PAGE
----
Many surgery types are available, including traditional surgeries and less invasive techniques like keyhole surgery, also known as arthroscopy. This type of surgery only requires very small incisions and offers much faster recovery times. However, it isn’t always the right choice in every situation, and every surgery comes with certain risks. Surgery choices are made by a surgeon and patient together, and the goal is always to restore function and quality of life. Some of the most common surgical procedures are:
This is the most common procedure by far. Every year, more than a million hip and knee replacements are done in the United States, allowing patients to enjoy pain-free mobility after months, or even years, of limited mobility and often intense pain. Many people who have a joint replacement find they are able to return to activities they had not enjoyed for years.
Soft Tissue Surgery
Athletic injuries and injuries on the job frequently result in damage to the soft tissues, such as the ligaments. In this type of surgery, the surgeon’s job is to reattach these soft tissues or to reconnect tears that the body may struggle to heal on its own. In some cases, this surgery is necessary when physical therapy is not enough.
Spinal and bone fusion surgeries repair damage to the bones of the spine. This damage could come from an injury, from wear and tear over a lifetime, or from a degenerative condition such as scoliosis. These surgeries are also often performed after a fracture so the bones will heal in the right way.
Tumor Removal and Corrections
While many people think of an oncologist first when discussing cancer, orthopedic oncology surgeries are important to get rid of tumors in the musculoskeletal system. At other times, bones can be deformed and require surgery to correct. Both of these surgeries can immensely improve a patient’s life.
Surgery isn’t the end of orthopedic intervention. It’s also important for an orthopedist to oversee the recovery process, which almost always involves physical therapy. This therapy can sometimes be done by the patient alone, but it often requires a professional therapist. An orthopedic surgeon helps to make the decision about what kind of therapy is needed and how it should be done.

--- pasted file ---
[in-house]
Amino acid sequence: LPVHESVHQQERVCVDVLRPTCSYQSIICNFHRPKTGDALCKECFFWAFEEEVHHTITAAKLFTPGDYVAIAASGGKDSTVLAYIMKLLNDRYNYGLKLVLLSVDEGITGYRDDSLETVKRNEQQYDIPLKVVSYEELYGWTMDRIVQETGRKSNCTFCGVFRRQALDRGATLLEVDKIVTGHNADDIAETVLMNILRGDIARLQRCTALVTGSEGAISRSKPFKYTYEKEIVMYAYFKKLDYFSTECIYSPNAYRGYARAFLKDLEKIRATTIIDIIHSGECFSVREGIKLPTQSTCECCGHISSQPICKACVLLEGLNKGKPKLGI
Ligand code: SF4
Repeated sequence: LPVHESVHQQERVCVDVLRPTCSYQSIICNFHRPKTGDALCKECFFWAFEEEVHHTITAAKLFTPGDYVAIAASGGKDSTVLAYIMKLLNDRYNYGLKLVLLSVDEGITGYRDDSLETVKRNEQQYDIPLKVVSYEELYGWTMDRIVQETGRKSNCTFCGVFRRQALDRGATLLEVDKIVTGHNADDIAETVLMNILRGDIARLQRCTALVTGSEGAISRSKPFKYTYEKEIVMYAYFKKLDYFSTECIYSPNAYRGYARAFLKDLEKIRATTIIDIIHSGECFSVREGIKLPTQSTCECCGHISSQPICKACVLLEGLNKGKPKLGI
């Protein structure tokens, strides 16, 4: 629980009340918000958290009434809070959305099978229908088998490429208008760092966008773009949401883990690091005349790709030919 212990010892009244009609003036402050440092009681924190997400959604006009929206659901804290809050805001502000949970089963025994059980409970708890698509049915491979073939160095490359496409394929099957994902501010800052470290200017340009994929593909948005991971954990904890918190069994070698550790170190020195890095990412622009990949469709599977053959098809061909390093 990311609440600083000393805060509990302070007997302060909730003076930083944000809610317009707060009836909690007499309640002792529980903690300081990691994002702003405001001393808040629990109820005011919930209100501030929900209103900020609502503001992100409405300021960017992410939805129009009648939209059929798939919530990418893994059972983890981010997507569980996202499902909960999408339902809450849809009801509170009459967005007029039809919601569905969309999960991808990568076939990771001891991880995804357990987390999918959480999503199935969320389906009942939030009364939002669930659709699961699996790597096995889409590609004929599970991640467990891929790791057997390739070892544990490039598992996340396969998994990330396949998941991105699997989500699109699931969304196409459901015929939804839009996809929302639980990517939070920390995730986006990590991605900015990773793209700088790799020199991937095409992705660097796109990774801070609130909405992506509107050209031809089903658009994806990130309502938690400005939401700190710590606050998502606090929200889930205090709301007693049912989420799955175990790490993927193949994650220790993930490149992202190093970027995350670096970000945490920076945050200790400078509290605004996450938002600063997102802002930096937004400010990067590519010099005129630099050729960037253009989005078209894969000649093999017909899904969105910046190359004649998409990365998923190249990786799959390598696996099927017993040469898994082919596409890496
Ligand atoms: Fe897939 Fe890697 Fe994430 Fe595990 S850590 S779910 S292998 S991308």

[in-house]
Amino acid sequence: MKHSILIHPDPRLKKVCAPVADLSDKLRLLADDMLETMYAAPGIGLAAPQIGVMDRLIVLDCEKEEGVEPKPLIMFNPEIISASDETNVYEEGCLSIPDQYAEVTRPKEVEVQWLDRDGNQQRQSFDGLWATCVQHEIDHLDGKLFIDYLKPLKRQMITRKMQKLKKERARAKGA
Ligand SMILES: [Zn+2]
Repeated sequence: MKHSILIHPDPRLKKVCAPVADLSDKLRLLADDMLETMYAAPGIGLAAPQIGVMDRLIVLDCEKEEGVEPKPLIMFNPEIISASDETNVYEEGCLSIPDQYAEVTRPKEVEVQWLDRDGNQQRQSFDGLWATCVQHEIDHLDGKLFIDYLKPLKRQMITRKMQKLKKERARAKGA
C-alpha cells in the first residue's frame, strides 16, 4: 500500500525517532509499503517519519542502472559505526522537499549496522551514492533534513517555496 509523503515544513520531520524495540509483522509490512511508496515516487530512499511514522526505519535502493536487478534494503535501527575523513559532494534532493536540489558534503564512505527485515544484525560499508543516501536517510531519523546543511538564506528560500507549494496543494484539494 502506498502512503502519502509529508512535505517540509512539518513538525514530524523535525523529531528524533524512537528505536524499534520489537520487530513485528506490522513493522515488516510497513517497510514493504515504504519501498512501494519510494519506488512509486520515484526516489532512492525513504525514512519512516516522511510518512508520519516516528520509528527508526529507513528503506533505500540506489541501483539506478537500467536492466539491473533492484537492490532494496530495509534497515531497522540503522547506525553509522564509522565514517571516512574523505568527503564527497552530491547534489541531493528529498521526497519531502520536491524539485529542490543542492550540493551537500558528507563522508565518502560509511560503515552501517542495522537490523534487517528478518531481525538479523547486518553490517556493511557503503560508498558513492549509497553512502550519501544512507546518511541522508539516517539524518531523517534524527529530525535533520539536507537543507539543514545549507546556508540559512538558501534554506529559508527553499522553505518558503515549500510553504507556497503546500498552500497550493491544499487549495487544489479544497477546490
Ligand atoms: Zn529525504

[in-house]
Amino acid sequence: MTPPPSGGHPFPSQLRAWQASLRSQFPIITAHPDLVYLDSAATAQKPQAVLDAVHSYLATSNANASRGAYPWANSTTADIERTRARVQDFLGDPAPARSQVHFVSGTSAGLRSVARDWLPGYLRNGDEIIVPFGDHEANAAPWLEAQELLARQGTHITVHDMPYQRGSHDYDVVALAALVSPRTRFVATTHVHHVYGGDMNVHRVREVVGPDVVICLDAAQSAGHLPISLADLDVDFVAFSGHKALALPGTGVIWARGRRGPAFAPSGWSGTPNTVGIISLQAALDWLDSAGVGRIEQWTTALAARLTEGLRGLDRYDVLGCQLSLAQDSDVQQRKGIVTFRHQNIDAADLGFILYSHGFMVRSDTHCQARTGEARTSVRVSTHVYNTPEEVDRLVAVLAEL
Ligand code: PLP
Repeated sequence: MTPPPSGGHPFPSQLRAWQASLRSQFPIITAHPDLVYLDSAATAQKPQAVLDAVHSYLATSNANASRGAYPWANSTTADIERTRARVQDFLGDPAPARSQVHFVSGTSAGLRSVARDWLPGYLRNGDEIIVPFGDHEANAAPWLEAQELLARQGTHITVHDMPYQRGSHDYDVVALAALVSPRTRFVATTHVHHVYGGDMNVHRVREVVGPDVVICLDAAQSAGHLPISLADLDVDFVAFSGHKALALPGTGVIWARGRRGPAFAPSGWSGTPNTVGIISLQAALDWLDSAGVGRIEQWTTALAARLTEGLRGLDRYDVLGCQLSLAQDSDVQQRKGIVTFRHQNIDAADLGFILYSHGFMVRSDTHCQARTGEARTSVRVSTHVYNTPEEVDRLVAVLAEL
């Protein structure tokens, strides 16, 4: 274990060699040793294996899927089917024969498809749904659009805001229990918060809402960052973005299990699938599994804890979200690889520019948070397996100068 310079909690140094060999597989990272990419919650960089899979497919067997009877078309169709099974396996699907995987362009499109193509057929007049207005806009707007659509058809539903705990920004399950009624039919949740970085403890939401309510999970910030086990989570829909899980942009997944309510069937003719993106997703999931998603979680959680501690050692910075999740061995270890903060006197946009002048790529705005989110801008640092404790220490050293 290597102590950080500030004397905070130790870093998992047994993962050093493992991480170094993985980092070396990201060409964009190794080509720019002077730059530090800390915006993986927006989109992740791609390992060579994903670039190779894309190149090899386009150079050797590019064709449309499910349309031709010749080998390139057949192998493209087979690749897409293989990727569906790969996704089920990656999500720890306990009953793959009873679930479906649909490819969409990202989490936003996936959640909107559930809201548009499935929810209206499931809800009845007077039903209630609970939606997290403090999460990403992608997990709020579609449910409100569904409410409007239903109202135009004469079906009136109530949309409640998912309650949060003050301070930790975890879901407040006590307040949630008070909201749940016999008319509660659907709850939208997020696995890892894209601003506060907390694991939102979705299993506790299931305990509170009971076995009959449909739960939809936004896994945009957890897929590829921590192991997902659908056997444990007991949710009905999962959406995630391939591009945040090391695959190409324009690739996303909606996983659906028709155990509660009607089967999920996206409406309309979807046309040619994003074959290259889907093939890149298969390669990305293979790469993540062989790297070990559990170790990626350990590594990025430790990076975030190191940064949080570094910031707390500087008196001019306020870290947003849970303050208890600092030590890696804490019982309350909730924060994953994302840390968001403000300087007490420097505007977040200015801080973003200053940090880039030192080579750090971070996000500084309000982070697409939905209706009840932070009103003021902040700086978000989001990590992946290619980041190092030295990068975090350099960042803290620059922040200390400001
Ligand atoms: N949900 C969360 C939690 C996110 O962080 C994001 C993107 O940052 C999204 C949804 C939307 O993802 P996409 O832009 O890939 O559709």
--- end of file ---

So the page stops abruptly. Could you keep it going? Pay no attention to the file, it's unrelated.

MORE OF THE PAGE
The orthopedist also gauges progress in case an adjustment is needed and helps patients evaluate their health until they reach their goal. Once good health is achieved, an orthopedist becomes a preventative specialist once again, prescribing exercises and interventions that can prevent future injury or stop a problem from reoccurring so patients can enjoy their full range of motion and comfortable quality of life.
Work With the Best
If you need an orthopedist, or your doctor has suggested you see one, know that an orthopedic professional can help you live life to the fullest once again. No one enjoys the prospect of surgery, which is natural, but if a surgery improves your health so that you live without pain for the first time in years or allows you to return to activities you enjoy but have not been able to take part in for far too long, it’s definitely worth it. Even if you are not yet in need of surgical intervention, an orthopedist can help you resolve issues without surgery and prevent them from coming back.
Don’t wait in pain and with limited mobility any longer. Take matters into your own hands and reach out to GPOA in Pittsburgh, PA today. We’re the Pittsburgh area’s oldest continuously operating orthopedic surgery practice, and our combination of state-the-art care, skill, and extensive experience can get you where you deserve to be.